If the formal element most strongly promoted by Soviet filmmakers was montage, then the narrative element that received the most serious treatment was without a doubt the collective protagonist: the sailors in Battleship Potemkin, the factory workers in Strike, the inhabitants of Moscow and Kiev in Man with a Movie Camera. The individual hero was a bourgeois conceit, propagating the myth of unique subjectivity and preventing the development of class consciousness. The socialist-realist 30s and 40s restored to glory the exceptional personality, starting with Chapaev in 1934. During the Khrushchev Thaw, Mikhail Kalatozov—who had been accused of "formalism" earlier in his career—gained international fame with his WWII drama, The Cranes Are Flying (1957), but his most impressively executed and politically urgent film has to be his episodic chronicle of the Cuban Revolution, I Am Cuba (1964). Forty years after the high-water mark of Soviet cinema, Kalatozov returned to Eisenstein and Vertov's combination of revolutionary narrative devices (e.g. the collective protagonist) and formal vanguardism (e.g. expressive editing) and did it with even more breathtaking skill and wizardly ingenuity.

Even the most embittered skeptic will be floored by Sergei Urusevsky's adventurous camerawork. At a decadent Havana pool party, the camera descends from a rooftop beauty pageant to another terrace two stories below, roams among the city's cosmopolitan leisure class as they suck down their cocktails through frozen smiles, then glides over the swimming pool's surface, and finally submerges itself among the bikini-clad, frolicking playmates. At a martyred student revolutionary's wake, the camera starts at street-level, following the procession, then crawls up the wall to the third-story balconies from which the neighborhood's residents are raining down flowers, crosses the street and passes through a window into a cigar workshop, dollies through it as a handful of cigar-rollers get up from their stations and unfurl a large Cuban flag, then follows the flag out the window and glides along the street at three stories' altitude, observing the procession down below like a guardian angel.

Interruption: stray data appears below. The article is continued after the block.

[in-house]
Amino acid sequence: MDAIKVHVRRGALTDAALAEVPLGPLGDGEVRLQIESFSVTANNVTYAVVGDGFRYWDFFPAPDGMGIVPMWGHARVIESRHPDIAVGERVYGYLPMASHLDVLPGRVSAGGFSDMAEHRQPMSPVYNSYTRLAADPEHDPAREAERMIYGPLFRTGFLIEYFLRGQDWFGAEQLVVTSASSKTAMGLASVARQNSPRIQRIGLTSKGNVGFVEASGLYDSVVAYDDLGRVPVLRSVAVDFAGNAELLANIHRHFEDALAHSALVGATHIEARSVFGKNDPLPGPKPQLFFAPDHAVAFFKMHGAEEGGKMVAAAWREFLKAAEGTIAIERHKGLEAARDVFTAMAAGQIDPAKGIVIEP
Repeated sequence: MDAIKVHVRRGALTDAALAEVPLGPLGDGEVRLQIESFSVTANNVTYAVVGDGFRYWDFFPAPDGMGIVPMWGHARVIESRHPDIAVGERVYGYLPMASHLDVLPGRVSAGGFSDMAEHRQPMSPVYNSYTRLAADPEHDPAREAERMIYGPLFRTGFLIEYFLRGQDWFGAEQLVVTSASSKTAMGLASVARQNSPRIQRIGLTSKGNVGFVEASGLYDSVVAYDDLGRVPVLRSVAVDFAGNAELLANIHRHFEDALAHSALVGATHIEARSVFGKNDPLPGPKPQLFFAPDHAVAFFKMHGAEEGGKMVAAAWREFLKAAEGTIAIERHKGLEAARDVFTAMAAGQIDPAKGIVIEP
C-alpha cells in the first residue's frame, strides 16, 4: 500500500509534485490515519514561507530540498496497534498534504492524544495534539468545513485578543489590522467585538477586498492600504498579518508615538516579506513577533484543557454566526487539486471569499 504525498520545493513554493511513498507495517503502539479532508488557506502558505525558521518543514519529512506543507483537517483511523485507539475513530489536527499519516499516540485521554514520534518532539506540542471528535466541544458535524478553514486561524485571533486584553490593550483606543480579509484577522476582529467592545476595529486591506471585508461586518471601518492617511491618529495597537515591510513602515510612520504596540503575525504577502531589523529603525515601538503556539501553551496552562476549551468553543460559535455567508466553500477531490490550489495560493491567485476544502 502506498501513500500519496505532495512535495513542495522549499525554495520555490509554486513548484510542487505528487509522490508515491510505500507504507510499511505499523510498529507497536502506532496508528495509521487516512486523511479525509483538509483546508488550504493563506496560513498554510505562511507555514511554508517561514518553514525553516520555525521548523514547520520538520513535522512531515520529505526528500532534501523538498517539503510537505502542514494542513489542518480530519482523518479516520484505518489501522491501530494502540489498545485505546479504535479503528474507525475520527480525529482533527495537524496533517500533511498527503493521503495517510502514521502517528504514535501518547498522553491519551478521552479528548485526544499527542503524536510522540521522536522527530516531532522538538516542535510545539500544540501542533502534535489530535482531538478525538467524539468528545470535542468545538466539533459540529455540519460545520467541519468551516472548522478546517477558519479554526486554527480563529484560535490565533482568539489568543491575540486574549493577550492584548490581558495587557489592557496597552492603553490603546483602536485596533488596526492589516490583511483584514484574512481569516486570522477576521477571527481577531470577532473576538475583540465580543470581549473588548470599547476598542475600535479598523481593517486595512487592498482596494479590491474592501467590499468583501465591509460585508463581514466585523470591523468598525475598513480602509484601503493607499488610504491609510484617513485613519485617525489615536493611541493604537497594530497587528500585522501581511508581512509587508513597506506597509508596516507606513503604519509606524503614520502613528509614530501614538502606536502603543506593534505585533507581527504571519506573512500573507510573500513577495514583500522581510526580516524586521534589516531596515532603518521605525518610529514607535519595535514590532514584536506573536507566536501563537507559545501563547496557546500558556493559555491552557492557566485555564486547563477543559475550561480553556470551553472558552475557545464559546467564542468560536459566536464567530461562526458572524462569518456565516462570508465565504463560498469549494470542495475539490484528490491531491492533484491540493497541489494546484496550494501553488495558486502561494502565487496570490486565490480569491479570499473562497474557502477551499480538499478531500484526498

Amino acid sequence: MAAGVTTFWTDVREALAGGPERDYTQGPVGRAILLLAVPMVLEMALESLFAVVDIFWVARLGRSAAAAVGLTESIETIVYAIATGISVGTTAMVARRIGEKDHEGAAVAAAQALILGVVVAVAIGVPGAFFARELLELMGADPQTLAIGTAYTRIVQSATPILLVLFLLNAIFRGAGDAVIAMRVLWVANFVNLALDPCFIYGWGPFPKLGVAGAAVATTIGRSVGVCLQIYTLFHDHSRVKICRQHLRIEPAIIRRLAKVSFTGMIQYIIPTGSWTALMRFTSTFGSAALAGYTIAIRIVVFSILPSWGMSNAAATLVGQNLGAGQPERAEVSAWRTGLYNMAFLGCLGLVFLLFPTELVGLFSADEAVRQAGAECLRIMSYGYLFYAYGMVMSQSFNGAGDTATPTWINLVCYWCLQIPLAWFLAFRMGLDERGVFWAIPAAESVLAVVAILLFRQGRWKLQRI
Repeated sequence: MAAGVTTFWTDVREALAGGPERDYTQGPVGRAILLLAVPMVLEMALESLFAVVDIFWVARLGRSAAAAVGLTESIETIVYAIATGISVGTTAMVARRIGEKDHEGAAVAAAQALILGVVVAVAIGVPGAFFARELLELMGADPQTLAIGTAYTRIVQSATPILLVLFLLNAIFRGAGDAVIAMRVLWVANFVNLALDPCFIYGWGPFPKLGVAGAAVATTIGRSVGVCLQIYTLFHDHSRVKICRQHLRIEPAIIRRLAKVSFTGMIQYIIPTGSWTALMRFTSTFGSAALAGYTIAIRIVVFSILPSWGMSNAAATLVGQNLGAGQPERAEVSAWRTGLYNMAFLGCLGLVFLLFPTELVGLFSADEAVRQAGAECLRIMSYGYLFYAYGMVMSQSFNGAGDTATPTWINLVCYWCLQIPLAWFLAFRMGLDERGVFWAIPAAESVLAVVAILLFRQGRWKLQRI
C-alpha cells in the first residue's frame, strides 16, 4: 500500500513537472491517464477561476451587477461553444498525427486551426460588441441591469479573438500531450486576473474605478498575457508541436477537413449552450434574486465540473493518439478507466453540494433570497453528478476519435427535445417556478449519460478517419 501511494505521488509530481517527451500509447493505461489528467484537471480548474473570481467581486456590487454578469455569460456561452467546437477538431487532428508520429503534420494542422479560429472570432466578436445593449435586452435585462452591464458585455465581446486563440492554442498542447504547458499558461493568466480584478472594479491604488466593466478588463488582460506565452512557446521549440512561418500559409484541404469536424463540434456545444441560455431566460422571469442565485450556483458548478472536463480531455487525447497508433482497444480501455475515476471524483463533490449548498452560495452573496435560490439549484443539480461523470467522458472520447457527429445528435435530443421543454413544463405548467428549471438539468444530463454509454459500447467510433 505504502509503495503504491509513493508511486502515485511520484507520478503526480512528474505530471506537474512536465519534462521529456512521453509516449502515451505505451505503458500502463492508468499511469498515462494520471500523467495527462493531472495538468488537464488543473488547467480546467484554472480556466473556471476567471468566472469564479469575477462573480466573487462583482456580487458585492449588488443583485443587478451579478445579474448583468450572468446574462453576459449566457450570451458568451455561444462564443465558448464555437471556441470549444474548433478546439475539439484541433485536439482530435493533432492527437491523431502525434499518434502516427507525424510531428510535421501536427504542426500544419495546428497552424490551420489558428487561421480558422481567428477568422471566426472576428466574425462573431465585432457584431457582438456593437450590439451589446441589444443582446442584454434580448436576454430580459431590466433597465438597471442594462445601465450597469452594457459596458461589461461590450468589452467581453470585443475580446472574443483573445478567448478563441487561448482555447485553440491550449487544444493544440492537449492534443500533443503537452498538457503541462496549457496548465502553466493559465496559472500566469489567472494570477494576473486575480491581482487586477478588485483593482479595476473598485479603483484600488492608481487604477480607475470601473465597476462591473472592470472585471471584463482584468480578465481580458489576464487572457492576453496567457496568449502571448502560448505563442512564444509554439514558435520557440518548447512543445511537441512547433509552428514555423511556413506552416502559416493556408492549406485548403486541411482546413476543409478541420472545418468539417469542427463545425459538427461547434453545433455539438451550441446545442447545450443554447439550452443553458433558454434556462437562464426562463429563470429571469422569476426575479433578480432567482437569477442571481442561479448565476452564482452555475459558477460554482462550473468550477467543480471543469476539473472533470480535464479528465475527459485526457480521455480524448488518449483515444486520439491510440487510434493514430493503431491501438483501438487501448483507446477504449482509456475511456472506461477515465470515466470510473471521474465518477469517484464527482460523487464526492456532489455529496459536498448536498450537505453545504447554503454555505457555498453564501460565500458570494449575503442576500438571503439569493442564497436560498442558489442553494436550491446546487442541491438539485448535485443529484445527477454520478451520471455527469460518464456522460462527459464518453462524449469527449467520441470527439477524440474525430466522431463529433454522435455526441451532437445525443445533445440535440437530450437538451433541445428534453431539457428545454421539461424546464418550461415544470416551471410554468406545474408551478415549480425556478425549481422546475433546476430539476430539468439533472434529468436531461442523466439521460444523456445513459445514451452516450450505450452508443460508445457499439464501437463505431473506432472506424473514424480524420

The editing is no less ambitious. The frantic montage that accompanies the indebted farmer's fury as he hacks at the sugarcane that no longer belongs to him is matched in desperate energy by the lateral thrashing of the camera. When Enrique the student revolutionary is shot by the classically evil chief of police, we see through his eyes as his vision blurs: the image goes out of focus, becomes solarized, and ends in a freeze-frame—a representation of death unique in the history of cinema. Towards the end of the film, when a shepherd's family is being bombed by Batista's air force in the mountains, a strange cut creates an abrupt shift of mood. The blast that seems to kill the shepherd's son is accompanied by that almost Looney Tunes-like cut used by Godard at the end of Pierrot le Fou, a close-up cutting to an extreme long shot at the exact moment of the explosion, which comically deflates the otherwise tragic moment.

Past Screenings